The Mac G-6 is the recommended platform for music/video now. It's alot more expensive (double at least) but it can support 96.1/32 audio recording with the proper input card and software, and "process it" in nearly "real-time".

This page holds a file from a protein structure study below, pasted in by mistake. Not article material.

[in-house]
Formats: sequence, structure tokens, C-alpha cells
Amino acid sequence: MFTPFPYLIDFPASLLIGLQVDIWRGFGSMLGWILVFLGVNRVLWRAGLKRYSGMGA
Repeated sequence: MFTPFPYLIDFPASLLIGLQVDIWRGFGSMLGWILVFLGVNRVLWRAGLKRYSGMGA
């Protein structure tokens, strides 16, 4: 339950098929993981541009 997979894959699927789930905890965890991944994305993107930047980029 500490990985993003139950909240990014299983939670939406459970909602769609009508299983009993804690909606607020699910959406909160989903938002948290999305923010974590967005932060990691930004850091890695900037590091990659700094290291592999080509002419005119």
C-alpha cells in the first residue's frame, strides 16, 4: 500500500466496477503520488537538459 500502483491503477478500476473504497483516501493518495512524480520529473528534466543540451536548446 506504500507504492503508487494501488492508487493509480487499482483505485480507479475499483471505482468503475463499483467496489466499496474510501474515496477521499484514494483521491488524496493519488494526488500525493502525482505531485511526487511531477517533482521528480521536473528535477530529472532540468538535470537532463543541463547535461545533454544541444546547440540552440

It is plainly difficult to digitize analogue audio well . But as I do with old movies, what is possible in the digital world, is just impossible otherwise. My old poor quality "acid rock" LP's sound so much better than new after "working" on them, there is no comparison, and the master tapes are all either gone or sitting in a basement closet deteriorating in the great-nieces'/nephew's house. 99.9% of the artists didn't make it thru the '80's alive, and the "record companies" have all disappeared. I've seen four make it to CD's and they sound like someone took really beat-up LP's and just transferred them to CD with a $25 USB pre-amp and didn't even clean the LP's. I returned them. My LP's sounded better than the "commercial" CD's. Working from a real master tape, there is no reason a CD couldn't "eat" LP reproduction alive, except for lazy, lousy recording "engineers" of today, who believe "louder is better". My mid-30's 78's "half-speed mastered" to audio tape, and very lightly "processed" sound better than most 50's era CD's (Dean Martin, Tony Bennett, Al Martino, Gogi Grant, Frank Sinatra, etc.) on the market. Thankfully, I have 99% of these on original vinyl's, many in "mint+" condition from my estate sales crawling. I have "old Blue Eyes" on BlueBird and Columbia 78's, just post WWII. The REAL recording engineers of that era had the "78 format" just about figured out by then. Some of them are pretty hard to tell they're 78's. They're on "quiet" acetate records, and somebody KNEW what they were doing in the production process.